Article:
Different Types of Shipping OffersJanuary 7, 2015
If you find your ecommerce sales dragging, a shipping promotion is a tried and true way to get your products moving again. To come up with a shipping promotion that works for your situation, you should consider the makeup of your customer base and logistics of your company. To help you come up with a great promotion, here are the three major types of shipping deals you could offer. [more]
Unconditional Free Shipping
In an ideal world, you could ship all of your products for free, all of the time. Unfortunately, this isn’t feasible for most ecommerce sites. If the margins on your products are high enough to support unconditional free shipping, then you need to make sure that free shipping is one of your major selling points. Read our post on how to make the most of your free shipping offers.
Promotional Free Shipping
When your sales are in a slump, a limited-time free shipping offer can turn things around. One useful twist on promotional free shipping is to limit the offer to only certain products. A strategy like that can help you recoup the cost of shipping (by limiting the offer to expensive items) or move old inventory.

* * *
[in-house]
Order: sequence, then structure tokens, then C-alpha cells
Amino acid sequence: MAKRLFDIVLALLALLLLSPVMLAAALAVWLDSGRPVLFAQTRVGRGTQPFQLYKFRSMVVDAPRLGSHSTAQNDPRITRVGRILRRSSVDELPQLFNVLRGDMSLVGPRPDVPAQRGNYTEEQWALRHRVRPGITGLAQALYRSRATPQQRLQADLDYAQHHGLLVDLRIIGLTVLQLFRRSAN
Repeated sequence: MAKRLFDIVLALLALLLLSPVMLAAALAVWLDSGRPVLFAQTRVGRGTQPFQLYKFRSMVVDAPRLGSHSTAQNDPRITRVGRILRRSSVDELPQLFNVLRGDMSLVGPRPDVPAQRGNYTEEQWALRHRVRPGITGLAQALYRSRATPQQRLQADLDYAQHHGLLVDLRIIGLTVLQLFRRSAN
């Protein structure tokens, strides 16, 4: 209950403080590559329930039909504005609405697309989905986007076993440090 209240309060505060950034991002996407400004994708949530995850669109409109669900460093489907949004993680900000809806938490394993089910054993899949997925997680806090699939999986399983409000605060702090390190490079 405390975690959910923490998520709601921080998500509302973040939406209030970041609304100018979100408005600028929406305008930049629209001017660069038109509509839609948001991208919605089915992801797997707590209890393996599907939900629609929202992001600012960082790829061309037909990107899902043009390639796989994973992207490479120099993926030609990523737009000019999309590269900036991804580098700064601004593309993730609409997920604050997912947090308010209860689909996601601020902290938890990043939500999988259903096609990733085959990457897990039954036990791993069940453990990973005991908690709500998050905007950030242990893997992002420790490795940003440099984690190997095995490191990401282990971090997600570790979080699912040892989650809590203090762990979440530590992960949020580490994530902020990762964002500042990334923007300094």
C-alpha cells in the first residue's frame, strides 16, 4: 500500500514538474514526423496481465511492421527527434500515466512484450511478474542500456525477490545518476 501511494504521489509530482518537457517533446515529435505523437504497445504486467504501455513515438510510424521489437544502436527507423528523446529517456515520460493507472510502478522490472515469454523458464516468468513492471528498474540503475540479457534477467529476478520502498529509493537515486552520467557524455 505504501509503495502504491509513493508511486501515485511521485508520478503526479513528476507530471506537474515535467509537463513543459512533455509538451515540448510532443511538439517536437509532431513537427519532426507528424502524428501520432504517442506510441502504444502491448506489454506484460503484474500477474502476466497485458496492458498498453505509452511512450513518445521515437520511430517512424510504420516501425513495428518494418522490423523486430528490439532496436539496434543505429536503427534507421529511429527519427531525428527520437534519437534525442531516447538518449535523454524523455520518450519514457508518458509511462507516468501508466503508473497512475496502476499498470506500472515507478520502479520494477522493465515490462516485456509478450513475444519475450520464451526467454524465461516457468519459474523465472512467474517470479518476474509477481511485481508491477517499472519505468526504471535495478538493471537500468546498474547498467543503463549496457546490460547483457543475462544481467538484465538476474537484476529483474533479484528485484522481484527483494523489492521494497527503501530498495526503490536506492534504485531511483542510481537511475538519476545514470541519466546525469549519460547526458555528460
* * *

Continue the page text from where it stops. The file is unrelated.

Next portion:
Conditional Free/Discount Shipping
This type of shipping offer is always available, but only when certain conditions are met. There are lots of ideas and options to choose from that can be classified as conditional free shipping:
- Order Minimums: Customers can get free shipping on large enough purchases. More often than not, users will add items to their cart just to qualify for these types of promotions. Amazon.com’s famous “free shipping on orders more than $35” is a great example.
- Loyalty: Free shipping for customers who make their first purchase, sign up for marketing emails, or refer friends is a great way to close the initial sale, while increasing the chance of repeat purchases.
- Flat-Rate: It may not be as enticing as free shipping, but flat-rate shipping is dead simple. No matter the order size, the shipping rate is always the same. Customers will often abandon their carts if shipping costs are hidden until the end of the checkout process, so this shipping offer has the benefit of possibly reducing cart abandonment. It can make things easier for you too – since you always know what the shipping costs will be, you have the knowledge you need to offset shipping costs through product pricing or other means.